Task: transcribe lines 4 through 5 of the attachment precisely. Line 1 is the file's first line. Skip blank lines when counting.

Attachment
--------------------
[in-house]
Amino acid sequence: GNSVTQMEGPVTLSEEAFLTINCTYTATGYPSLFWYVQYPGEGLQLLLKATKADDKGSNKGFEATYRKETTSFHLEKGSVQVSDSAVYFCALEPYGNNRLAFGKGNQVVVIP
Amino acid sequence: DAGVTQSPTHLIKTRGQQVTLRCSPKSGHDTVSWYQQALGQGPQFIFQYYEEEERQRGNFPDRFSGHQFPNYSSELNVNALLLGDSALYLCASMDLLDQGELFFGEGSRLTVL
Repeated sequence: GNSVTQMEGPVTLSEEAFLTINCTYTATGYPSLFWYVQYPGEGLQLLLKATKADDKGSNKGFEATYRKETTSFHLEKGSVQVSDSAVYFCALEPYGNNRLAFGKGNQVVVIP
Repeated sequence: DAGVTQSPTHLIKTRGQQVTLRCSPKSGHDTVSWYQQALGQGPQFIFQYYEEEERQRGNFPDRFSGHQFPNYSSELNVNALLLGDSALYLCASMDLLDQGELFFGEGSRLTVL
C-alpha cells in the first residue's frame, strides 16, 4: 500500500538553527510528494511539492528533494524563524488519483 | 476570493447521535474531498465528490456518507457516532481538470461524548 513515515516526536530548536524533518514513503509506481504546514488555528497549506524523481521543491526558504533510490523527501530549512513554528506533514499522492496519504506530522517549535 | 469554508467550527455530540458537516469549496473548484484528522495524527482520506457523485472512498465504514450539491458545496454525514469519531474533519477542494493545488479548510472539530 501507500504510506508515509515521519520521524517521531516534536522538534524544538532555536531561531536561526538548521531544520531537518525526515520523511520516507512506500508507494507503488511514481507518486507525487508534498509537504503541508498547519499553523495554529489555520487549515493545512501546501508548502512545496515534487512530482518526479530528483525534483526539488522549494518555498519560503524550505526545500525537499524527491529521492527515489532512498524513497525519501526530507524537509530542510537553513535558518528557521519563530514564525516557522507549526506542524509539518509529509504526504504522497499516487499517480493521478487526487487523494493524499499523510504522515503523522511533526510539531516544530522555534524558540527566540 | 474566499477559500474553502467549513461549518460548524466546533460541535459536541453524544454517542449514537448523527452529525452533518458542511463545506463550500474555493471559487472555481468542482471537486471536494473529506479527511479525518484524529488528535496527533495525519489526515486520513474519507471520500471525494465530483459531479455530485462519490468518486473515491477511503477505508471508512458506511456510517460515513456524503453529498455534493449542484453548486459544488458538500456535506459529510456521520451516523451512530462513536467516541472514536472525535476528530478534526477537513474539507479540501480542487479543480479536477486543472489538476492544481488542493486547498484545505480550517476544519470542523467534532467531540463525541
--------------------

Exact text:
Repeated sequence: GNSVTQMEGPVTLSEEAFLTINCTYTATGYPSLFWYVQYPGEGLQLLLKATKADDKGSNKGFEATYRKETTSFHLEKGSVQVSDSAVYFCALEPYGNNRLAFGKGNQVVVIP
Repeated sequence: DAGVTQSPTHLIKTRGQQVTLRCSPKSGHDTVSWYQQALGQGPQFIFQYYEEEERQRGNFPDRFSGHQFPNYSSELNVNALLLGDSALYLCASMDLLDQGELFFGEGSRLTVL